Doula | Fit Pregnancy


Getting a Doula for Christmas

Heather wrote with some darn good questions. Her husband doesn't want to be in the delivery room. It'll be gross and he doesn't want to see Heather in pain. After some "discussion," she's talked him into being there but isn't sure he'll be much support. She's considering hiring a doula for labor support though she's planning on an epidural. Her doctor says the labor nurses at her hospital are great so Heather wonders if a doula is necessary. She's due on Christmas day and worries she'll get an inexperienced nurse without enough seniority to get Christmas off.

Do You Need A Doula?

Wouldn’t it be great if someone you trust volunteered to be on hand — even sleep on your couch — in case you went into labor in the middle of the night? What if that same person offered to walk in the woods with you in the last weeks of your pregnancy or adjusted her vacation plans to be with you during your baby’s birth?

My doula (pronounced doo-lah), Sue Ann Higgens, did all this and more when I was expecting my first child.

My Three Doulas

I often say about myself, “You can take the girl out of Connecticut, but you can’t take Connecticut out of the girl.” Despite living on the West Coast most of my adult life—first in San Francisco and now in Portland, Ore.—I still smack of East Coast Establishment. I own monogrammed hand towels; I reply to RSVPs; and I needlepoint. Yet lately, I have surrounded myself with doulas.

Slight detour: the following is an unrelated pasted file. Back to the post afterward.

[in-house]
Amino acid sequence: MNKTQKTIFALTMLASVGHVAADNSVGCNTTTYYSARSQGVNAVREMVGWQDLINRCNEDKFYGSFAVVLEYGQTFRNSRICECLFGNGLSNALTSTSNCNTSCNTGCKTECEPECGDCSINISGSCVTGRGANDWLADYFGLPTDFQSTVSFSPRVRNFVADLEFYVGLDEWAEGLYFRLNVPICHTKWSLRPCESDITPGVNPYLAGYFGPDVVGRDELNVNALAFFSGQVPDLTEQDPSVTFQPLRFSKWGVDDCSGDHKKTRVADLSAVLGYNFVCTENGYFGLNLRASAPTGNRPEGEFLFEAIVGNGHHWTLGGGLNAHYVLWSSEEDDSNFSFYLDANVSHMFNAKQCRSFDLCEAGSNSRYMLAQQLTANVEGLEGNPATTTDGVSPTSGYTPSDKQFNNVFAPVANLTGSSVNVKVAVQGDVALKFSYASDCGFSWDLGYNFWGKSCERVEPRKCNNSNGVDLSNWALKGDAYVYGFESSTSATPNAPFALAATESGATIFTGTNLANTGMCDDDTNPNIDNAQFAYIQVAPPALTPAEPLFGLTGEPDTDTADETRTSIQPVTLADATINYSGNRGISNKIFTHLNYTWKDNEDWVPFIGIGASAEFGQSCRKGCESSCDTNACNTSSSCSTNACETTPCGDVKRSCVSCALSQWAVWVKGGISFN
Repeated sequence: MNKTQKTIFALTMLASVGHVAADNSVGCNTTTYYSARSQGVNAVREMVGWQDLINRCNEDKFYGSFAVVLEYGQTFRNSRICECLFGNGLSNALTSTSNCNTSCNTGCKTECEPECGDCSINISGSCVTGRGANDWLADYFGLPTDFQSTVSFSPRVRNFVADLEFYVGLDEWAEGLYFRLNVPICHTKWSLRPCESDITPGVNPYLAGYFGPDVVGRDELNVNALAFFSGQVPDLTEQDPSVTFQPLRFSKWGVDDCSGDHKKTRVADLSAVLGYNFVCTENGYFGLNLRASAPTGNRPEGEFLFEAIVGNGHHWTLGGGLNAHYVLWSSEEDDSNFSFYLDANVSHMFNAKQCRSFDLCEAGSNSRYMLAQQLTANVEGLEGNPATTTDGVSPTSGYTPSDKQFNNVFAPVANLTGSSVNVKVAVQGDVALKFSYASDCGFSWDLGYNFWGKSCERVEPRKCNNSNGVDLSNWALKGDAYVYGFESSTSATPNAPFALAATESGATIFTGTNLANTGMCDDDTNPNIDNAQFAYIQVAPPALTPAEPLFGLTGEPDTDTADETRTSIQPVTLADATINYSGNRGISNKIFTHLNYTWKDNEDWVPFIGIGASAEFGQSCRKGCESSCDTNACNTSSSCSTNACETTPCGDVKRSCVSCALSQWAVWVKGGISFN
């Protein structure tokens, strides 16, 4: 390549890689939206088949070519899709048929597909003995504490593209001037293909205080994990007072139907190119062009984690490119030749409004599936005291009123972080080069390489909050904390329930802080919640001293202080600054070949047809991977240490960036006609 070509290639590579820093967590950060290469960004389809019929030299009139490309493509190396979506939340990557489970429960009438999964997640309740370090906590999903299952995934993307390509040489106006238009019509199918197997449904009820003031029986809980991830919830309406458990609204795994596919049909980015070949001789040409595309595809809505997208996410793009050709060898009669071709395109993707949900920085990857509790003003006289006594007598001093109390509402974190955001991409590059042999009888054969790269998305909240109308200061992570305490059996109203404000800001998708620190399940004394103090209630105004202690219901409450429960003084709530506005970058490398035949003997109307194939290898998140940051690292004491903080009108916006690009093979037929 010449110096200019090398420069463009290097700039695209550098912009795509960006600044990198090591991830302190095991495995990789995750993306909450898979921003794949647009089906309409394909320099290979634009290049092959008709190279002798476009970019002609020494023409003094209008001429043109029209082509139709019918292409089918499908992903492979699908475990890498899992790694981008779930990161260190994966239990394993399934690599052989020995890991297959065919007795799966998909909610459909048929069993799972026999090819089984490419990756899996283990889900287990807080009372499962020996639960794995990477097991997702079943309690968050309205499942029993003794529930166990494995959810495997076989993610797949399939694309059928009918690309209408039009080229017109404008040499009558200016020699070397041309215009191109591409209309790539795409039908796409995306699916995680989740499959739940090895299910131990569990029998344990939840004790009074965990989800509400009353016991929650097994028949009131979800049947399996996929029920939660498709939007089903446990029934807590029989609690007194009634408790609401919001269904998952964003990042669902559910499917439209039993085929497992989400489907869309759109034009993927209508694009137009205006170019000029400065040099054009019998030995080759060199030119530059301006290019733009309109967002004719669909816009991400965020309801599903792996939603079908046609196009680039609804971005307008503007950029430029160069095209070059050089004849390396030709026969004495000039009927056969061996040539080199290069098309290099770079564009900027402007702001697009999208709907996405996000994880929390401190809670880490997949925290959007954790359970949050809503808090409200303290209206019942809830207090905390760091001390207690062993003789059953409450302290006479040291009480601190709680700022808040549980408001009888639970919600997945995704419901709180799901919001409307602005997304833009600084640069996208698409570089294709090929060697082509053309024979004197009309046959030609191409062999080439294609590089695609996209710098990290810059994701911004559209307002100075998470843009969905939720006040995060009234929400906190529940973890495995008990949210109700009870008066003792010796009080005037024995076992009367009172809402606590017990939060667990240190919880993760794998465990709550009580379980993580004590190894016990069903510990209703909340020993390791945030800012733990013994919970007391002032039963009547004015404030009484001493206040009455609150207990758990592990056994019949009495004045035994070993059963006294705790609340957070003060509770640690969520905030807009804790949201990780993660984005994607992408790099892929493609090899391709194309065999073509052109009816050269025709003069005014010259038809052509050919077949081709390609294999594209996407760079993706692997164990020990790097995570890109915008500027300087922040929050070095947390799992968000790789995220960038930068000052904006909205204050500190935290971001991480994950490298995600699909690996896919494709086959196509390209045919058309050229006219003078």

You Have To Take Care Of You, Too

Pregnancy was the healthiest time in my life. With baby on board, I finally found the motivation I needed to eat right, get enough rest and exercise. But the minute I delivered my son, my focus shifted entirely to him. I wanted the best for him, 24/7, and put myself entirely at his service. What new mom wouldn't?

Know Thy Doula

Moms-to-be who choose a friend or relative to act as their doula during delivery are more likely to have a positive birth ex-perience. In a study of 600 first-time moms, half were given the chance to select a close friend to be trained as a doula. Those who were assisted in the delivery room by a handpicked doula reported feeling better after the birth, as well as about themselves and their newborns, compared with women who did not have a doula.

Doulas Help Needy Moms

Speaking limited English and lacking experience in prenatal or postpartum care beyond raising her own four children, Maria Ordaz, 42, wasn't sure at first that she'd make a good doula. "I felt a little out of place in the classes," she says, referring to a program she attended in Atlanta to learn how to support women during childbirth.